help, black dogs face indistinguishable

Discussion in 'Digital Cameras' started by lucky1, Mar 19, 2005.

  1. lucky1

    lucky1 Guest

    I am new to digital photography/photography. I recently got a Kodak DX6490.
    I like it and have gotten what I consider to be some good pictures. But am
    having trouble with one of my favorite subjects, my mostly black German
    Shepard. It seems no matter which way we face in the sun or inside her
    solid black face is too often indistinguishable.

    Any tips, advice, rules appreciated.

    TIA
    Bill
     
    lucky1, Mar 19, 2005
    #1
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  2. lucky1

    Tony Guest

    Add exposure with the exposure compensation adjustment on your camera. Start
    with one stop and see what you get. You will probably need more than one
    stop, but it is best to avoid going too high.
     
    Tony, Mar 19, 2005
    #2
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  3. lucky1

    Colin D Guest

    'Fraid not, Michael. The camera will tend to overexpose dark objects.
    The meter is calibrated to render an average subject as 18% gray, and it
    will try to render the dog's face as 18% gray. The problem is the
    surrounding area, particularly if fairly light-colored, will increase a
    general meter reading, thereby underexposing the dog. Spot reading on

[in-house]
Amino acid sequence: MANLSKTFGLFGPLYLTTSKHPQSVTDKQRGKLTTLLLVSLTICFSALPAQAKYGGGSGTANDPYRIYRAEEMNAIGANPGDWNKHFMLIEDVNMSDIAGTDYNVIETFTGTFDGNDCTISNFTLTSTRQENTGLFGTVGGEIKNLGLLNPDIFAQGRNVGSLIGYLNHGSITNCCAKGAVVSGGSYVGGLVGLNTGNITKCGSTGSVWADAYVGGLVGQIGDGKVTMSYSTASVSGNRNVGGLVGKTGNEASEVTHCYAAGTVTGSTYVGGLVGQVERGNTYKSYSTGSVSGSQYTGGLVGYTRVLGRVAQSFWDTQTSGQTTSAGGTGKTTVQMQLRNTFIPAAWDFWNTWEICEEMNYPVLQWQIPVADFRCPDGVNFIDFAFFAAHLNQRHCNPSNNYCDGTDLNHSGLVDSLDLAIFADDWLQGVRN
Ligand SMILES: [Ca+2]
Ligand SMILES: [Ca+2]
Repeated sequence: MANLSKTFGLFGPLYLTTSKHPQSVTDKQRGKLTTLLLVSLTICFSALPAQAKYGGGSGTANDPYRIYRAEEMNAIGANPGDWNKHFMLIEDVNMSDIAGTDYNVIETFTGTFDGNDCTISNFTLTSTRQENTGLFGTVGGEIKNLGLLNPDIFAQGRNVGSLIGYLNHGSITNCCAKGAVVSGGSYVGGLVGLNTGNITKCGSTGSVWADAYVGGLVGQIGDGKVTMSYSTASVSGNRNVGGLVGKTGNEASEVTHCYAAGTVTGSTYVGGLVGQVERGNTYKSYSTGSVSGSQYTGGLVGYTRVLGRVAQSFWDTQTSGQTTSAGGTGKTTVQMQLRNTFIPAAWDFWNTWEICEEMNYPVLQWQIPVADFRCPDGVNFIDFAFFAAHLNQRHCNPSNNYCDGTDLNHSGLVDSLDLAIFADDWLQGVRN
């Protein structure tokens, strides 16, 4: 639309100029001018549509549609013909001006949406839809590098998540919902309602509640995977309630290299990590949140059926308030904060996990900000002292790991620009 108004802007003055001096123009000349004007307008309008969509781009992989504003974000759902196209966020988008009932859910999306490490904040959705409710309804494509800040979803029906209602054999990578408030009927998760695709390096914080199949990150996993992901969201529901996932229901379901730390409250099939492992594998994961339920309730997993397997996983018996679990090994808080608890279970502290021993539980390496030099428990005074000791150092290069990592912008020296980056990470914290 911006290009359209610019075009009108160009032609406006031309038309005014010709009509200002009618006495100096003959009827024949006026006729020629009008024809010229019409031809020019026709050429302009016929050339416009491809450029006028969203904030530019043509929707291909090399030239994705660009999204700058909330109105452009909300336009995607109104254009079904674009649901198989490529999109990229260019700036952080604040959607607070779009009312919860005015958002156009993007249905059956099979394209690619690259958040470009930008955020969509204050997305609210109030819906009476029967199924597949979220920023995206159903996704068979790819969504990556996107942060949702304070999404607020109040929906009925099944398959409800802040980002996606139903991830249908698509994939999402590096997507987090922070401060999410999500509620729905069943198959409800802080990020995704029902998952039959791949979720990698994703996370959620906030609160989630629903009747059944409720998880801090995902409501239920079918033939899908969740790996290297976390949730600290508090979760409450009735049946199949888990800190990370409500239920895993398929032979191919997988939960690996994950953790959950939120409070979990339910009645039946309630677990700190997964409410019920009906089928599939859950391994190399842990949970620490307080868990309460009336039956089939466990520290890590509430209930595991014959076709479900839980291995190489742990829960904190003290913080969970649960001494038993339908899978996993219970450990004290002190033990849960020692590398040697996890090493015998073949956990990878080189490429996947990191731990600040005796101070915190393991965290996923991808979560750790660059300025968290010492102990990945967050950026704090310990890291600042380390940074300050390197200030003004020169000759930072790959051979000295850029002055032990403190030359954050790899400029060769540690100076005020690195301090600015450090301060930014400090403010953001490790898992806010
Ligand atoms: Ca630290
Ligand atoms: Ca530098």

the dog and decreasing exposure by a stop or two should do it.

    Black animals generally are hard to photograph. What you are actually
    doing is catching the shine from the hair, which delineates the animal,
    leaving the non-shiny bits very dark, or black.

    Colin
     
    Colin D, Mar 19, 2005
    #3
  4. lucky1

    lucky1 Guest

    WOW, thanks for all the feedback. very insightful. yes, I have gotten
    several books on digital photography and am digesting slowly as there are so
    many situations and so many vairables. a bit overwhelming.

    When I add exsposure will it overexpose the background? Is this a damned if
    you do, damned if you don't?

    Thanks again,
    Bill
     
    lucky1, Mar 19, 2005
    #4
  5. lucky1

    secheese Guest

    Yes.

    If you want the background AND foreground correct, use the fill flash
    method.
     
    secheese, Mar 19, 2005
    #5
  6. lucky1

    C J Campbell Guest

    The black dog is the most difficult subject in photography. Not only is the
    dog black, but it is furry. It reflects almost no light. The dog is also not